Recession Report #16: a better than expected labour market, but underemployment continues to rise
Today we’ve published our 16th and final Recession Report. From next month we will be moving to a shorter monthly Labour Market Report and a bi-monthly Economic Report. The latest labour market figures cover the
period October to December 2009, and show that 2,457,000 people were unemployed by the ILO measure − down 1,000 (effectively unchanged) compared with last month’s release, which covered September – November. Youth unemployment fell a little, with 725,000 18 – 24 year olds unemployed – 3,000 fewer than last month. Overall, these are quite good results – especially the fall in youth unemployment – but it is far too early to say we no longer need to worry about employment.
The continuing rising trend for involuntary part-time and temporary work is a sign of serious weakness. 34.6% of all temporary workers wanted a permanent job and there are currently 591,000 women and 450,000 male involuntary parttime workers. And growth in long-term unemployment is also a real cause for concern – while unemployment of up to 6 months looks as if it may be starting to level off, unemployment of over 12 months is continuing to rise.
In the second section of the report we review the impact that the downturn has had for women. The analysis shows that recent decades have seen enormous change for women at work. Larger proportions of women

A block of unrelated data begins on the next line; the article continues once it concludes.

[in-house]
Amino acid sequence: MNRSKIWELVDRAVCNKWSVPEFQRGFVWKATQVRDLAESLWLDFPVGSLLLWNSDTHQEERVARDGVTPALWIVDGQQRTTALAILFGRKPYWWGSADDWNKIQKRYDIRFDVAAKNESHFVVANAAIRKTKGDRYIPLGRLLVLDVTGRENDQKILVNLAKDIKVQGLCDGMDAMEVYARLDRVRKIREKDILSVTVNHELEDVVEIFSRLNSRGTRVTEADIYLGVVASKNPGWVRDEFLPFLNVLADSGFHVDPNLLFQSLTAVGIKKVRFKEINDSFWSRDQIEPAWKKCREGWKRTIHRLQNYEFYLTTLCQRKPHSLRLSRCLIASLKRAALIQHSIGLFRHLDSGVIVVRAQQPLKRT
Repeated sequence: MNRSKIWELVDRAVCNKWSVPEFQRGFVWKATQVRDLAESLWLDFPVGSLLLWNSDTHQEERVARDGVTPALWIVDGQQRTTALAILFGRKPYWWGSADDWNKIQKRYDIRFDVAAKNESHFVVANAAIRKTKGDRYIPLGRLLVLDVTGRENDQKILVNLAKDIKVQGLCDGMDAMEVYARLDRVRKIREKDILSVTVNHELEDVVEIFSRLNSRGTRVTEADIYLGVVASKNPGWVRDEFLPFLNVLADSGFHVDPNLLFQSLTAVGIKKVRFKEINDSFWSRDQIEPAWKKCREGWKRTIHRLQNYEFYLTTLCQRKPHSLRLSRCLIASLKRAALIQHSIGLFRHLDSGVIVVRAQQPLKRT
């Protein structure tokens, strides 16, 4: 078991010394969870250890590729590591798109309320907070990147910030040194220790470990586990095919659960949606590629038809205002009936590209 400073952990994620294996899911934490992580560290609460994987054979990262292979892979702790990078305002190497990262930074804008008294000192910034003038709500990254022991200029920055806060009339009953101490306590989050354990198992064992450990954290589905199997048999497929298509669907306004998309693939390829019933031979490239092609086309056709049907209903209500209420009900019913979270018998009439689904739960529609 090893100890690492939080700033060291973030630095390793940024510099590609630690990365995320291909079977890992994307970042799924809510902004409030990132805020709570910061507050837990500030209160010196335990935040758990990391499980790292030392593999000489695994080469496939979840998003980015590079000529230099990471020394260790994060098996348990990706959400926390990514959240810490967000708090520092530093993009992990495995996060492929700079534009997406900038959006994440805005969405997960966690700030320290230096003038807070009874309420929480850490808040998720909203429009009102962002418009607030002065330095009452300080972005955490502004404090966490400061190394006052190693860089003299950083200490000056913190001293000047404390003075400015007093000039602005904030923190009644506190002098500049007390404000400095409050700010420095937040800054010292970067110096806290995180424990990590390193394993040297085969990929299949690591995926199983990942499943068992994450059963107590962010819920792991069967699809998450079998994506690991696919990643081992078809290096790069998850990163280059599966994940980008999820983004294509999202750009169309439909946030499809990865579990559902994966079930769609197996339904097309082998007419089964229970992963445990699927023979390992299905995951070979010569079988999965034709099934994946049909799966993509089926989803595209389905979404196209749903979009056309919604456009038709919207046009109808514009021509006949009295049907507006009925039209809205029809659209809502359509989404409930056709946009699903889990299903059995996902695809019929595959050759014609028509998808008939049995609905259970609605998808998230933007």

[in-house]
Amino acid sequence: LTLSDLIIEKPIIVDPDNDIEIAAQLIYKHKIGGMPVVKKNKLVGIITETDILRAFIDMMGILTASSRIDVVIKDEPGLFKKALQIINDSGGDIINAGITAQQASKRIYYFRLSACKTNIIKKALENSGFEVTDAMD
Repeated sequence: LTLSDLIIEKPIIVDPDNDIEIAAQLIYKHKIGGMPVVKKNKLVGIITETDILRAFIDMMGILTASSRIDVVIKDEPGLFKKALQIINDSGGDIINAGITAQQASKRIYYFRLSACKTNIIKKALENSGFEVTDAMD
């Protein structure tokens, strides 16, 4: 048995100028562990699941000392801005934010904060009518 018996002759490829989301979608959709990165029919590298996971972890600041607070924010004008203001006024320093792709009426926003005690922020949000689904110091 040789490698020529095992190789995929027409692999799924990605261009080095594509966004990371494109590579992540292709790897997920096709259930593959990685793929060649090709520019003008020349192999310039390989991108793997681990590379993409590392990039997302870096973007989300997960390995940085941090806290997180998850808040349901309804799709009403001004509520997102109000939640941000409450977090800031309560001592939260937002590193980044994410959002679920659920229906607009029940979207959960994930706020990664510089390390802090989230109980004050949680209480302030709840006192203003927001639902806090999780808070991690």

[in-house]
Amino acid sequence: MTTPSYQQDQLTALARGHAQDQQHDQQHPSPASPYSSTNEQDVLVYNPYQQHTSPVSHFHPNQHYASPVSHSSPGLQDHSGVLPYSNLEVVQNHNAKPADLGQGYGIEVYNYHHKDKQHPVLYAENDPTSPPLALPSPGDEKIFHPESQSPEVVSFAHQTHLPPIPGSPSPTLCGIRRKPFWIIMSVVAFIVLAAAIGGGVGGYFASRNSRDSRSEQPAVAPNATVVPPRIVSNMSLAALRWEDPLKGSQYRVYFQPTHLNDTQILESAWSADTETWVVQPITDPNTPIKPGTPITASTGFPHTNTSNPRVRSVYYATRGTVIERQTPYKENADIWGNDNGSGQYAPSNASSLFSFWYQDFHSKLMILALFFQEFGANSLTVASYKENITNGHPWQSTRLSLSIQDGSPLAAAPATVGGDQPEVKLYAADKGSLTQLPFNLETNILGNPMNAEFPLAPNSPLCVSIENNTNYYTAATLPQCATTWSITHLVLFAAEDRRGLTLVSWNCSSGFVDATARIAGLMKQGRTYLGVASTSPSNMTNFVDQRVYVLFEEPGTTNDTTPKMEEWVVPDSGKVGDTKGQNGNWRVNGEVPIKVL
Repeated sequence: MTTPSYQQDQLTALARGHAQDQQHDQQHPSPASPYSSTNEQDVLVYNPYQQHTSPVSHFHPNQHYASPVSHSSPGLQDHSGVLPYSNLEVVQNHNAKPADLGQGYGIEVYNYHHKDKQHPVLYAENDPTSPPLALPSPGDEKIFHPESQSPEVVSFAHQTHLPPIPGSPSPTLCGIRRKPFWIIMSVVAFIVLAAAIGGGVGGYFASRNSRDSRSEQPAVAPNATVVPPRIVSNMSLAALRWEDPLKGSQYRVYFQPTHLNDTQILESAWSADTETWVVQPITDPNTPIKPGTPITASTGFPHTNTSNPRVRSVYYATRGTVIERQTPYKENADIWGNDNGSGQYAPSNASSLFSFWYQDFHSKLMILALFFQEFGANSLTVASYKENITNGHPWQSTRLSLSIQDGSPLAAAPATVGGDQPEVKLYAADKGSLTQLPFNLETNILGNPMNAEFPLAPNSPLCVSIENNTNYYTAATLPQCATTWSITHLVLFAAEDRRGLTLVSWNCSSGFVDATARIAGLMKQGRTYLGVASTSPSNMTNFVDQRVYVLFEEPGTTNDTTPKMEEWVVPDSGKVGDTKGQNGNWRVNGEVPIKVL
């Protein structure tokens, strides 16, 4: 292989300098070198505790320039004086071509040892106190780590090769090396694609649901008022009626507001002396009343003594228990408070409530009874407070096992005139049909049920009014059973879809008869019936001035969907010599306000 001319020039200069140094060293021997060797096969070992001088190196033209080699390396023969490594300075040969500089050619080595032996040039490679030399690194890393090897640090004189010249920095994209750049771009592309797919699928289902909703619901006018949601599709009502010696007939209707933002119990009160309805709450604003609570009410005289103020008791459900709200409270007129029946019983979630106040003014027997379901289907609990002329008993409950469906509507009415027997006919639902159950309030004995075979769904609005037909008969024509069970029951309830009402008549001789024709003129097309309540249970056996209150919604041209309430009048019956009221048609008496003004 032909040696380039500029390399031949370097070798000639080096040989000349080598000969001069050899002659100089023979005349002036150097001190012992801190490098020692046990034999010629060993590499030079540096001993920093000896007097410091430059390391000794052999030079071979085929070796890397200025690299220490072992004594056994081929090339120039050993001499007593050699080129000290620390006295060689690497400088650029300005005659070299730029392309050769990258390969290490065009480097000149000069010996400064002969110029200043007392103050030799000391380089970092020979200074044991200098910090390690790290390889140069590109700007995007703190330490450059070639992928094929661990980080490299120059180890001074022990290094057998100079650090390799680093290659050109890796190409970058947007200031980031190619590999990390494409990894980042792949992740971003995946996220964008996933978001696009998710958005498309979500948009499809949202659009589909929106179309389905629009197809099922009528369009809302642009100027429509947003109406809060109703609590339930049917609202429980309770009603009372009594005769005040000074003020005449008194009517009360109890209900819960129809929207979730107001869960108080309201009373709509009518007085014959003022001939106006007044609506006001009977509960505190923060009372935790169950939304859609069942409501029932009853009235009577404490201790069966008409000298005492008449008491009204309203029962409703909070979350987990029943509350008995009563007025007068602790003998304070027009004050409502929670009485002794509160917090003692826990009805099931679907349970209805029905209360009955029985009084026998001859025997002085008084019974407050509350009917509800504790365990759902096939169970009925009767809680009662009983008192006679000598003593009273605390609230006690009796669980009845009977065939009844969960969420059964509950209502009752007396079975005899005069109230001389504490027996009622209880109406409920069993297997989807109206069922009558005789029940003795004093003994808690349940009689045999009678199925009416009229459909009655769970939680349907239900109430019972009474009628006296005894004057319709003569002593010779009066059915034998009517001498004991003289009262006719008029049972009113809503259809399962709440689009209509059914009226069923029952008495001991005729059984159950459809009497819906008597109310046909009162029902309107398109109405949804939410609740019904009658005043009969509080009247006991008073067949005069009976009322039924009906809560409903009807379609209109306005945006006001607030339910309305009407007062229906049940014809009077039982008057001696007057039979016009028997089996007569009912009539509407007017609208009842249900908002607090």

than ever before are in employment and the number of women describing themselves as economically inactive as a result of looking after a home or family has been consistently declining – a trend that, in contrast to previous downturns, has continued during the recession. However, over 1.2 million women who are economically inactive say they would like a job – a figure that is likely to reflect factors including unmet demand for more flexible working opportunities and for quality affordable childcare.
The downturn has had a variety of impacts for working women. More men than women have lost their jobs during the recession, and the rate of male unemployment has increased faster than the female rate. However, in many sectors (including finance and business services and hotels, restaurants and distribution and manufacturing) men and women have seen similar proportional falls in jobs. The key reason that fewer women have so far been made unemployed is therefore not that their jobs are intrinsically safer, but that more (around 40% of female employees nationally) work in public sector occupations where large scale redundancies have not taken place. Should large scale public sector cuts take place, particularly in areas that already have high male unemployment, large numbers of working families therefore could face significant financial hardship.